Chief Alexander McKinnon shares his views on the issues facing his First Nations community. (photo Tim Collins)

It’s time to say “I see you”

Chief speaks out on First Nations issues

Sawubona.

It’s an African Zulu greeting that means “I see you,” and it means so much more than our traditional “hello.”

It says, “I see your personality. I see your humanity. I see your dignity and respect.”

It’s an exceedingly powerful statement, and one that Chief Alexander McKinnon of the Nak’azdli First Nation said should be considered in terms of the relationship between his people and the people of Fort St. James.

McKinnon had these insights regarding the realities of life for the Nak’azdli people; insights that may help the non-native community to “see” the Nak’azdli people.

On Health care:

“We have a clinic here on our land, and we’ve come a long way. We have a nurse practitioner and four Rn’s who work here. In town there are a supply of doctors, but our people still face racism when we seek medical care. We don’t get the same treatment as non-natives, and that’s just the facts.”

“They want us to come in and help build a new hospital for the community and they welcome us to the table because, as First Nations, we can access federal funds. But it’s just using us and we won’t be a part of it unless things change in how we are treated when we need medical care.”

On Education:

“We took over the Catholic School and now have an elementary school on our First Nation where we can start to teach the culture and traditions and language to our children. That’s a huge thing.”

The high school in Fort St. James has done a great job of continuing that approach in the later grades. What they’ve managed is far beyond what I’ve seen anywhere else. The people there have honestly embraced us as part of their community and we are very grateful with their wisdom in what theiy’re doing.”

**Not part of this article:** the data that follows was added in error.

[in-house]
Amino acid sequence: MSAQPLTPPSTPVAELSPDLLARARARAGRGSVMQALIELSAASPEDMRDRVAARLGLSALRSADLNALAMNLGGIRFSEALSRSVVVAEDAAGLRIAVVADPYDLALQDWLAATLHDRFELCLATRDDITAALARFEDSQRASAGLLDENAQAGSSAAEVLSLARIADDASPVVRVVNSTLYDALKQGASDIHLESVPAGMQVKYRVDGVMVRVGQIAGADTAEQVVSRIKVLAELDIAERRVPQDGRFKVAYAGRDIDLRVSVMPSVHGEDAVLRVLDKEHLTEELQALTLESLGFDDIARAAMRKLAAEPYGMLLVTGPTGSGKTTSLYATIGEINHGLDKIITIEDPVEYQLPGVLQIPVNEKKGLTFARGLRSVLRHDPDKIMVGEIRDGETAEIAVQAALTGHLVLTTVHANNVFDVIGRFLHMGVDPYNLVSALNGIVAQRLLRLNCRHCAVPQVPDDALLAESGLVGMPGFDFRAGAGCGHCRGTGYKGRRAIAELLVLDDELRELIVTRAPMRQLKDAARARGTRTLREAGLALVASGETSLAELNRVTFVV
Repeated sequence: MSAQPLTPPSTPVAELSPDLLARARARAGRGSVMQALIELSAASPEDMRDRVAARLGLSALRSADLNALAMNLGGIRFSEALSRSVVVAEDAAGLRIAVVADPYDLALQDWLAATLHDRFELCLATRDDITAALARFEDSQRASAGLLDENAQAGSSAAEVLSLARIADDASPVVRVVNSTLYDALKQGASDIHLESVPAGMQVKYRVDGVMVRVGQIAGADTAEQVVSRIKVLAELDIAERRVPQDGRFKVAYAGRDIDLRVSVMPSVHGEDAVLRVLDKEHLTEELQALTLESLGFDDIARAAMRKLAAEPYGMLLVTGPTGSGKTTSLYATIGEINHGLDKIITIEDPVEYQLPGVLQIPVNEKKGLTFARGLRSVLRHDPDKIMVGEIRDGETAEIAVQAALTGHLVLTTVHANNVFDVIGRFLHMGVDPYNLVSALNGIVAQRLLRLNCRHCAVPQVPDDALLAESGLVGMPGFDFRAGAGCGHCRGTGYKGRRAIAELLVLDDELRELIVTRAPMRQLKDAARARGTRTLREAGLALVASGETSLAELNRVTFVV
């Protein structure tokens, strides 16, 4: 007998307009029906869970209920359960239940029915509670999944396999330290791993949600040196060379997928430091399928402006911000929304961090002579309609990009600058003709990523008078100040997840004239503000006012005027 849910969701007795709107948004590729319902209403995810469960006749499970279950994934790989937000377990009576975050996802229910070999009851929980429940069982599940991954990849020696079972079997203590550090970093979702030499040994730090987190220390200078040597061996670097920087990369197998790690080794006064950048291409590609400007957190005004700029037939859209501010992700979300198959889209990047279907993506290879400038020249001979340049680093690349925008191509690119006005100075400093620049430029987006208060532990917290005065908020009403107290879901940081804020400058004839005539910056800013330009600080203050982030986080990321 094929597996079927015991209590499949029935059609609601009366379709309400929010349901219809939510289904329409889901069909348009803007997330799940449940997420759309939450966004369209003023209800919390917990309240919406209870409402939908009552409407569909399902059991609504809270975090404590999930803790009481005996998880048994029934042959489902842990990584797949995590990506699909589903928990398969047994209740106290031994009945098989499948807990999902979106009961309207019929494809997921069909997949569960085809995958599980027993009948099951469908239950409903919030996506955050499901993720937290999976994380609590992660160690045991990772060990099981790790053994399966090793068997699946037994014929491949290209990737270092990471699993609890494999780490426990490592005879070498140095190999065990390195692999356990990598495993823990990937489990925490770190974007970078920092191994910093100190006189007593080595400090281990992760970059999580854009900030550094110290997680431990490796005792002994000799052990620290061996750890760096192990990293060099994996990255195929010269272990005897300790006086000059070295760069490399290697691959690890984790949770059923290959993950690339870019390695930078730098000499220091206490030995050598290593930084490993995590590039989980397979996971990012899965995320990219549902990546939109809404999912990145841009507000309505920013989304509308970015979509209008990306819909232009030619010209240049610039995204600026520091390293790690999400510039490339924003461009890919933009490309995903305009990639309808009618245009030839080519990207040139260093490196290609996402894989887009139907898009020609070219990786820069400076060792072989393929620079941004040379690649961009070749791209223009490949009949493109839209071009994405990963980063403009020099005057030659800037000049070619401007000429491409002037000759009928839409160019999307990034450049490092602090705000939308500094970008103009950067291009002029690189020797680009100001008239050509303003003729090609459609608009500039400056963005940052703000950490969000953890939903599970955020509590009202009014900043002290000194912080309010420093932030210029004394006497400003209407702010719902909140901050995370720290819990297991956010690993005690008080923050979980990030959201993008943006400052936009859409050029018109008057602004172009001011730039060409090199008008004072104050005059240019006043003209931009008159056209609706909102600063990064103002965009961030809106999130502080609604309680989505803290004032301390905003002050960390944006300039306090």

On Policing:

“In the North we often get the greenhorn constables and some are really good, but some aren’t. We’ve experience racism in small ways all the time. In town, if a white person has a problem, the cars all roll up. We called a while back because a dog had bitten a child and were told it wasn’t their problem. That’s just not right. What if a white child had been bitten? Would the reaction have been the same?”

On traditional teaching:

“Residential Schools were designed to destroy our culture. They outlawed the Potlatch and the children who were taken away never learned the culture. These days the only traditional ceremony we tend to still have is the death ceremony. We don’t do the Naming Ceremony, the Coming of Age Ceremony and others. These were the things that gave our culture its base and we have to bring them back while there are still elders to teach us.”

On healing and reconciliation:

“They’ll come across a man who’s drunk and they’ll treat him like the 60 year old they see before them. They don’t realize that residential school broke that man and that what you have to deal with first is the eight year old inside him who was broken and who never healed.”

“I asked a (Fort St. James) councillor once what they thought about reconciliation, and they said ‘What’s that?’. Can you believe it? How are you going to accept us as part of your community if you don’t even know a thing like that?”

On racism:

“Maybe it’s ignorance. Or maybe it’s fear. We’re a force to be reckoned with and the days of keeping us quiet are over. “

“Some people don’t want to acknowledge racism because, if they do, they’d have to do something about it. But the problem that exists right now isn’t just my problem or the problem of my people. It’s all of our problem and it has to change.”

“Its time for people to really ‘see’ us.”

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